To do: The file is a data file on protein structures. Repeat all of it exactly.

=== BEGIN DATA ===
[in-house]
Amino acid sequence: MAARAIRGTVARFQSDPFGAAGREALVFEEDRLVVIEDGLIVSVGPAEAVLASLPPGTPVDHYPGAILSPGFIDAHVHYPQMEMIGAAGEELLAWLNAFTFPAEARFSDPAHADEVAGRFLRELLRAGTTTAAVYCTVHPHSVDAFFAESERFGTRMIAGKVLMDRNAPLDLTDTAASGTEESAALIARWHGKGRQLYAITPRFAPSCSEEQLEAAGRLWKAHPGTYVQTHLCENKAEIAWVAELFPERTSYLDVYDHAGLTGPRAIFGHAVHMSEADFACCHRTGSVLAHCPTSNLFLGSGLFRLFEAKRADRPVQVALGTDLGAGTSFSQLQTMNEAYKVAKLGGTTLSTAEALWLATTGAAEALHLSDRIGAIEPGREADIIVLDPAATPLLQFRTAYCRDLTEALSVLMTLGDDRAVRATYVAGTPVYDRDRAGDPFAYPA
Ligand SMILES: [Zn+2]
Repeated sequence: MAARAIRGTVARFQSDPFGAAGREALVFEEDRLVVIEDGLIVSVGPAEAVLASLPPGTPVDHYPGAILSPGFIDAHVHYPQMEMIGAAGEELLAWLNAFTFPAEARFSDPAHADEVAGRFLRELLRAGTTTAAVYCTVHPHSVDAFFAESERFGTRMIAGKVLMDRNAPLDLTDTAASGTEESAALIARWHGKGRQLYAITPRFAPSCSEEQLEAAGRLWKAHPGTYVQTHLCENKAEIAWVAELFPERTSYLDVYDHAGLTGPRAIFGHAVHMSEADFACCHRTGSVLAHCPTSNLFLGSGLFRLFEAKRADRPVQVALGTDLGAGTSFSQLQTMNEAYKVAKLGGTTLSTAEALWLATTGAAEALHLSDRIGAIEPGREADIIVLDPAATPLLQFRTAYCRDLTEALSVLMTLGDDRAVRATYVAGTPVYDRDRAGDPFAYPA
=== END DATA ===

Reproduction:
[in-house]
Amino acid sequence: MAARAIRGTVARFQSDPFGAAGREALVFEEDRLVVIEDGLIVSVGPAEAVLASLPPGTPVDHYPGAILSPGFIDAHVHYPQMEMIGAAGEELLAWLNAFTFPAEARFSDPAHADEVAGRFLRELLRAGTTTAAVYCTVHPHSVDAFFAESERFGTRMIAGKVLMDRNAPLDLTDTAASGTEESAALIARWHGKGRQLYAITPRFAPSCSEEQLEAAGRLWKAHPGTYVQTHLCENKAEIAWVAELFPERTSYLDVYDHAGLTGPRAIFGHAVHMSEADFACCHRTGSVLAHCPTSNLFLGSGLFRLFEAKRADRPVQVALGTDLGAGTSFSQLQTMNEAYKVAKLGGTTLSTAEALWLATTGAAEALHLSDRIGAIEPGREADIIVLDPAATPLLQFRTAYCRDLTEALSVLMTLGDDRAVRATYVAGTPVYDRDRAGDPFAYPA
Ligand SMILES: [Zn+2]
Repeated sequence: MAARAIRGTVARFQSDPFGAAGREALVFEEDRLVVIEDGLIVSVGPAEAVLASLPPGTPVDHYPGAILSPGFIDAHVHYPQMEMIGAAGEELLAWLNAFTFPAEARFSDPAHADEVAGRFLRELLRAGTTTAAVYCTVHPHSVDAFFAESERFGTRMIAGKVLMDRNAPLDLTDTAASGTEESAALIARWHGKGRQLYAITPRFAPSCSEEQLEAAGRLWKAHPGTYVQTHLCENKAEIAWVAELFPERTSYLDVYDHAGLTGPRAIFGHAVHMSEADFACCHRTGSVLAHCPTSNLFLGSGLFRLFEAKRADRPVQVALGTDLGAGTSFSQLQTMNEAYKVAKLGGTTLSTAEALWLATTGAAEALHLSDRIGAIEPGREADIIVLDPAATPLLQFRTAYCRDLTEALSVLMTLGDDRAVRATYVAGTPVYDRDRAGDPFAYPA